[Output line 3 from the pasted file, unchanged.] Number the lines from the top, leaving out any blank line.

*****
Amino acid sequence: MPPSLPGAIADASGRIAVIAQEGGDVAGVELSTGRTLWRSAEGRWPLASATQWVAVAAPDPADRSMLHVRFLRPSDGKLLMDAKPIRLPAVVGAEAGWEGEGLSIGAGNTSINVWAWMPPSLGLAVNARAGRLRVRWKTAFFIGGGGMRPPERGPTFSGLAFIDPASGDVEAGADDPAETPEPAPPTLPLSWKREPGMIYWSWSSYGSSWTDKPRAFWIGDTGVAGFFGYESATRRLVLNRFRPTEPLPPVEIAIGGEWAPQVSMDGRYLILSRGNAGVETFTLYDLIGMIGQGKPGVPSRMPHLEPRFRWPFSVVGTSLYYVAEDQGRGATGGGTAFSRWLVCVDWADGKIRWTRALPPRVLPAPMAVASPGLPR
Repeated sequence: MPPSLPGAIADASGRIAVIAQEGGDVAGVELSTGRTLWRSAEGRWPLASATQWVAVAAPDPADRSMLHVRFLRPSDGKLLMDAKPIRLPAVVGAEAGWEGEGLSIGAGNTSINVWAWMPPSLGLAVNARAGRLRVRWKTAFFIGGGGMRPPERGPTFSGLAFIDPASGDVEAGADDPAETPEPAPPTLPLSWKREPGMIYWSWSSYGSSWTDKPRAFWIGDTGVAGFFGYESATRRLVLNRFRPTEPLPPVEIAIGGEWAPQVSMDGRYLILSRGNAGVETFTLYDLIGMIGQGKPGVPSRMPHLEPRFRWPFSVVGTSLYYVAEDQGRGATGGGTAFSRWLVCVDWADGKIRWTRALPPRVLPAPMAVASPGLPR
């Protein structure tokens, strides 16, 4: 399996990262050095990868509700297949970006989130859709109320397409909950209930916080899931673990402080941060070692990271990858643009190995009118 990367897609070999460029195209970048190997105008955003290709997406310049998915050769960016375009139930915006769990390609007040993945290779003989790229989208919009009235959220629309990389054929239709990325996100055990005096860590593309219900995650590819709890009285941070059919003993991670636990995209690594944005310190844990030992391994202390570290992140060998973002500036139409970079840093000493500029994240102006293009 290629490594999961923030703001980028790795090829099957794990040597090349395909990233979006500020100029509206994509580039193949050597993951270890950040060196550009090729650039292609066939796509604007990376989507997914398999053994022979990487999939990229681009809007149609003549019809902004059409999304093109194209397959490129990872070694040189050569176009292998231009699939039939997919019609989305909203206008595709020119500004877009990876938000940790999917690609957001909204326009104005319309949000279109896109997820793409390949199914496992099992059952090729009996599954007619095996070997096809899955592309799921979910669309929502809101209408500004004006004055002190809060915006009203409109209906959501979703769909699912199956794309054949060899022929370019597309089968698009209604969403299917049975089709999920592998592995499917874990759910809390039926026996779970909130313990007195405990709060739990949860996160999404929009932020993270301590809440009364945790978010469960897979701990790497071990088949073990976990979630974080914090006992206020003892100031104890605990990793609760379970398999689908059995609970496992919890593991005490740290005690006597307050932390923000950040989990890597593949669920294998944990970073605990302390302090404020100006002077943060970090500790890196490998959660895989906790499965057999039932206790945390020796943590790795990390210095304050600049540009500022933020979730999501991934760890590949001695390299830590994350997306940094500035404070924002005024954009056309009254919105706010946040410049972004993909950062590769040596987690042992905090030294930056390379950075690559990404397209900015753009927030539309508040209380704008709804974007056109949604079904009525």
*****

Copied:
């Protein structure tokens, strides 16, 4: 399996990262050095990868509700297949970006989130859709109320397409909950209930916080899931673990402080941060070692990271990858643009190995009118 990367897609070999460029195209970048190997105008955003290709997406310049998915050769960016375009139930915006769990390609007040993945290779003989790229989208919009009235959220629309990389054929239709990325996100055990005096860590593309219900995650590819709890009285941070059919003993991670636990995209690594944005310190844990030992391994202390570290992140060998973002500036139409970079840093000493500029994240102006293009 290629490594999961923030703001980028790795090829099957794990040597090349395909990233979006500020100029509206994509580039193949050597993951270890950040060196550009090729650039292609066939796509604007990376989507997914398999053994022979990487999939990229681009809007149609003549019809902004059409999304093109194209397959490129990872070694040189050569176009292998231009699939039939997919019609989305909203206008595709020119500004877009990876938000940790999917690609957001909204326009104005319309949000279109896109997820793409390949199914496992099992059952090729009996599954007619095996070997096809899955592309799921979910669309929502809101209408500004004006004055002190809060915006009203409109209906959501979703769909699912199956794309054949060899022929370019597309089968698009209604969403299917049975089709999920592998592995499917874990759910809390039926026996779970909130313990007195405990709060739990949860996160999404929009932020993270301590809440009364945790978010469960897979701990790497071990088949073990976990979630974080914090006992206020003892100031104890605990990793609760379970398999689908059995609970496992919890593991005490740290005690006597307050932390923000950040989990890597593949669920294998944990970073605990302390302090404020100006002077943060970090500790890196490998959660895989906790499965057999039932206790945390020796943590790795990390210095304050600049540009500022933020979730999501991934760890590949001695390299830590994350997306940094500035404070924002005024954009056309009254919105706010946040410049972004993909950062590769040596987690042992905090030294930056390379950075690559990404397209900015753009927030539309508040209380704008709804974007056109949604079904009525």